Deprivation of Citizenship (Advanced)

CPD Points: 3

Length of course: 3 hours


About this course

This course was last updated in October 2022.

Deprivation of citizenship cases are on the rise. Some cases are on public good grounds, some on the grounds of deception. This course looks at both and also covers the separate process of nullification.

The course is only available to paying members of Free Movement. If you are not already a member, you can join here and access not just this course but all of our courses. Membership starts from £24 plus VAT per month, or £240 plus VAT for annual membership, and you can cancel at any time. We also offer corporate and group membership options.

You can check out the course contents below.

Module 1Use of deprivation powers in practice
Unit 1Introduction to citizenship deprivation: modern banishment 
Unit 2Numbers and types of deprivation cases 
Unit 3Examples of use of public good deprivation power 
Unit 4Examples of use of deception deprivation power 
Unit 5Examples of citizenship nullification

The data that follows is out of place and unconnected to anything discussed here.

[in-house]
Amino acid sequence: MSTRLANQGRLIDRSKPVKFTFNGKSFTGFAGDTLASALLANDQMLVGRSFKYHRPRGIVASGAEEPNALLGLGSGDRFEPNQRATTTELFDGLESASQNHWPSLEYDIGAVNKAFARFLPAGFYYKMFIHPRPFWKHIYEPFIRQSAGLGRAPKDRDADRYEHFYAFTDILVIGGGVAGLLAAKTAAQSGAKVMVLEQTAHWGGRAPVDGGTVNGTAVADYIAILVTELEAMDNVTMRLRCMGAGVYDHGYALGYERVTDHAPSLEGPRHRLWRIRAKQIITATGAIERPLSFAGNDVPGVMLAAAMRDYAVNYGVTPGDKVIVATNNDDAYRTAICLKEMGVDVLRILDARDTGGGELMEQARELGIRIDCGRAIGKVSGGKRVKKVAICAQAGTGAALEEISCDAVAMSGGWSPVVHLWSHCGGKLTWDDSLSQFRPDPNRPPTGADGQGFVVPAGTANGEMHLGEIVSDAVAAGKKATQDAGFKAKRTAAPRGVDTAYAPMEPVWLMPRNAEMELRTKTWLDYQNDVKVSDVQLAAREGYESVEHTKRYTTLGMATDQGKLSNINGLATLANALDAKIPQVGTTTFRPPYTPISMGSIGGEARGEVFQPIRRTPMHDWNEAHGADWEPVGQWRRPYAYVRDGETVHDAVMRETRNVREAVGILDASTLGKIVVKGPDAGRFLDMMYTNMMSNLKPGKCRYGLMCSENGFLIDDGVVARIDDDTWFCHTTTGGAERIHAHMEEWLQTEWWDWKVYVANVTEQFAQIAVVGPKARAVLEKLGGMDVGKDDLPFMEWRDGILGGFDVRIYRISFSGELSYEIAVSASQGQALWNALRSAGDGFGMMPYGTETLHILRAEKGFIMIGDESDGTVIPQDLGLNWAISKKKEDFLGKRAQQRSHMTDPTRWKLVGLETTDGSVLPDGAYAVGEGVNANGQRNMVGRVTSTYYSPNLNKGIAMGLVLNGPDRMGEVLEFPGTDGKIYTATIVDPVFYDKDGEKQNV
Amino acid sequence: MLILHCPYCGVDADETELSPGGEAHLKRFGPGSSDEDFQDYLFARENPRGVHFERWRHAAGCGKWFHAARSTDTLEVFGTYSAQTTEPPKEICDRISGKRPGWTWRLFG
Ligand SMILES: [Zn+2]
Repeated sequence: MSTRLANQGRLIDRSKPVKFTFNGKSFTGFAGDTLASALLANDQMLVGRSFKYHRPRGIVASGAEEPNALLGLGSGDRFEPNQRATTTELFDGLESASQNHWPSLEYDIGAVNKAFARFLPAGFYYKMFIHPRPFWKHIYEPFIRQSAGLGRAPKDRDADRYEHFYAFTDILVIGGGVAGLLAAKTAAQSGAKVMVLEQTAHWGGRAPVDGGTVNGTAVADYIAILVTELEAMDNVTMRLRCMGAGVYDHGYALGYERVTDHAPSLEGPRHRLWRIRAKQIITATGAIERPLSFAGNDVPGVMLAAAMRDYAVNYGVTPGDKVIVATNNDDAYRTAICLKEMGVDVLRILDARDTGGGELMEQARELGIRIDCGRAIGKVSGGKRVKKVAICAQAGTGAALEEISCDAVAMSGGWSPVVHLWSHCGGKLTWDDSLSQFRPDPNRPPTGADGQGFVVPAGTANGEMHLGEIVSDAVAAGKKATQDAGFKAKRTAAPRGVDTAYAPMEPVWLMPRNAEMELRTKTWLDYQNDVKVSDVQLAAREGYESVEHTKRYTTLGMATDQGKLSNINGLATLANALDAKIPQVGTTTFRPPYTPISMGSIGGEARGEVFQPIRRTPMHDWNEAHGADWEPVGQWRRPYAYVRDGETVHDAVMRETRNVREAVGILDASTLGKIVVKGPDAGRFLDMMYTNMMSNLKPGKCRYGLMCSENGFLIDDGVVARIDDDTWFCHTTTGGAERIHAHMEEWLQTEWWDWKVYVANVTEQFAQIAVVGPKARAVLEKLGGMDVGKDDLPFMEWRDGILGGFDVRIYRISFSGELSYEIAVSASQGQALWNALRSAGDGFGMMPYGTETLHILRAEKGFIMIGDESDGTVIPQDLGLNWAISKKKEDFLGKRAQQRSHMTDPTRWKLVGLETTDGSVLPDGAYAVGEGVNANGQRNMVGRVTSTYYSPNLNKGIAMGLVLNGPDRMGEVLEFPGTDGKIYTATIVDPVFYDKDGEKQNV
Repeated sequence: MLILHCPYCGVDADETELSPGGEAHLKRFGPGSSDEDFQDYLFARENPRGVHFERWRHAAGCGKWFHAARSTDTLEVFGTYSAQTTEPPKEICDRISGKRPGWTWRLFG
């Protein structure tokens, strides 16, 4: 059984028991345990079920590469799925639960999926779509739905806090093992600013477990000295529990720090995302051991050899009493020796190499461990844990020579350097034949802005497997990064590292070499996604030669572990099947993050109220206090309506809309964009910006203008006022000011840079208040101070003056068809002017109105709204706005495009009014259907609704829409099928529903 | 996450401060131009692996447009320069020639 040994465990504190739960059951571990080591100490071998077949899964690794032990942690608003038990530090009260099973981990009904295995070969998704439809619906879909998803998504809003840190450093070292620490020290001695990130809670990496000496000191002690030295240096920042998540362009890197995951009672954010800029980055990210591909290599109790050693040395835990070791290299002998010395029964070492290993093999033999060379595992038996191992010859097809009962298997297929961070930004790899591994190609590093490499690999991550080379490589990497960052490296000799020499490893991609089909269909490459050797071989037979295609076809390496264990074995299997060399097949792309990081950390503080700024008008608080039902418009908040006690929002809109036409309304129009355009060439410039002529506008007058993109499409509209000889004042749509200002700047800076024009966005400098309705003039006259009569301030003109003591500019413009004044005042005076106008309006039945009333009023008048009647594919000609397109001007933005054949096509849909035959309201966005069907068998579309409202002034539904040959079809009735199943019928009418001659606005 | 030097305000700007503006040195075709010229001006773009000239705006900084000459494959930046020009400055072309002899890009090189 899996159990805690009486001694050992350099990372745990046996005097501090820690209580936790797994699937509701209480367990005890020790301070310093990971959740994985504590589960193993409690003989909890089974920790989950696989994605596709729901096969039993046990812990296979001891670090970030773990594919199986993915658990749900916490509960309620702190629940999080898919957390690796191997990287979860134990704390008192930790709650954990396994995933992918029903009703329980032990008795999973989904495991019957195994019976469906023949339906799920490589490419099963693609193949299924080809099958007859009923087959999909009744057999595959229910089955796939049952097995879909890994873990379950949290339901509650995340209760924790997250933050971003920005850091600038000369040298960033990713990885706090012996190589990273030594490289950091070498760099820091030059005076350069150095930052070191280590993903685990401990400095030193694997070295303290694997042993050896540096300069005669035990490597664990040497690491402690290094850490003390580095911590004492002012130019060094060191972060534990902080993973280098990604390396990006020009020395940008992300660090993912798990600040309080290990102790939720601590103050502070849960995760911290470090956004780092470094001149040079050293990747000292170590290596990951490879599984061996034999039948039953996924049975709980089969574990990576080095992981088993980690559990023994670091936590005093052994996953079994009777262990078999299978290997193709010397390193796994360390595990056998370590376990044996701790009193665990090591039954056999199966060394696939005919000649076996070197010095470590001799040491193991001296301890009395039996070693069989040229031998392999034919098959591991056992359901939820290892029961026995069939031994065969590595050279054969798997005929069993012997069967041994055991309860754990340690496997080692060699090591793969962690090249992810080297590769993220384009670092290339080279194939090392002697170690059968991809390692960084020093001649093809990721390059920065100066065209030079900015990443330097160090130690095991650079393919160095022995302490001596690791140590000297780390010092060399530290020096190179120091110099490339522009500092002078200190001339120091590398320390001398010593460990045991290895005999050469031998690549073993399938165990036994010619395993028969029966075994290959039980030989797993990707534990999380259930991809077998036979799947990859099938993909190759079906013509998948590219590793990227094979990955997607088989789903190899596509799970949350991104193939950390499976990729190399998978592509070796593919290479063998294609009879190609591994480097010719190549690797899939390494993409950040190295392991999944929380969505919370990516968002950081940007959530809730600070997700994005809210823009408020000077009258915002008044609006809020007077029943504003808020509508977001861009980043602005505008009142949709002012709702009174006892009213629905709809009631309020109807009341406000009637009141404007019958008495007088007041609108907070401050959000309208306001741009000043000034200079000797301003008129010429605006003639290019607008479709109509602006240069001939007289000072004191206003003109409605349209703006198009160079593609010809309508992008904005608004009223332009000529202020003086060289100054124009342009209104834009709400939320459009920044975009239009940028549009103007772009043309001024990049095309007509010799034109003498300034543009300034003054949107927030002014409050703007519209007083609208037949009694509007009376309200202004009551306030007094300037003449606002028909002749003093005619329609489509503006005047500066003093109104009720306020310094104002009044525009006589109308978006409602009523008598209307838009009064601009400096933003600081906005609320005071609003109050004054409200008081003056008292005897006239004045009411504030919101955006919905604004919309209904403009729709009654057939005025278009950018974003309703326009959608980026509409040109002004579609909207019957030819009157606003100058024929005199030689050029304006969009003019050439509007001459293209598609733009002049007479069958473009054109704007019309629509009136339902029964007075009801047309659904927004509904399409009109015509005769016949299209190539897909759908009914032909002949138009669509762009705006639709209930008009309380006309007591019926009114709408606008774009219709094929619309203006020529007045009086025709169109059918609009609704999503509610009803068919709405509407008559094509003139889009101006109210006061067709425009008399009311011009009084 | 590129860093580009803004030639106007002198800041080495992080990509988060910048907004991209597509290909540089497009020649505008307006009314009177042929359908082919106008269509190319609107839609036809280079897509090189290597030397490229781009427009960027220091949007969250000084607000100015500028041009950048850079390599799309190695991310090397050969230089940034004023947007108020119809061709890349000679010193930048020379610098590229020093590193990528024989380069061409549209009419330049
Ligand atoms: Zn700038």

Module 2The current power of deprivation and how it has evolved
Unit 11948 to 2002 
Unit 22002 to 2006 
Unit 32006 onwards: the current power 
Module 3Bringing a legal challenge to deprivation or nullification
Unit 1Bringing a legal challenge 
Unit 2Deprivation and deportation compared: meaning of “public good” 
Unit 3Difference between deprivation and nullification 
Unit 4Deception, causation and deprivation 
Unit 5Definition of “public good” in deprivation cases 
Unit 6Compatibility of deprivation with human rights laws 
Unit 7Feedback form 
Unit 8Final quiz 

Modules within this course..

  1. Use of deprivation powers in practice

    Covering the numbers of cases and examples of reported cases
  2. The current power of deprivation and how it has evolved

    Tracking the changes to deprivation powers to illuminate the current powers
  3. Bringing a legal challenge to deprivation or nullification

    Looking at how to bring a legal challenge, whether an appeal, SIAC or judicial review and what arguments are available
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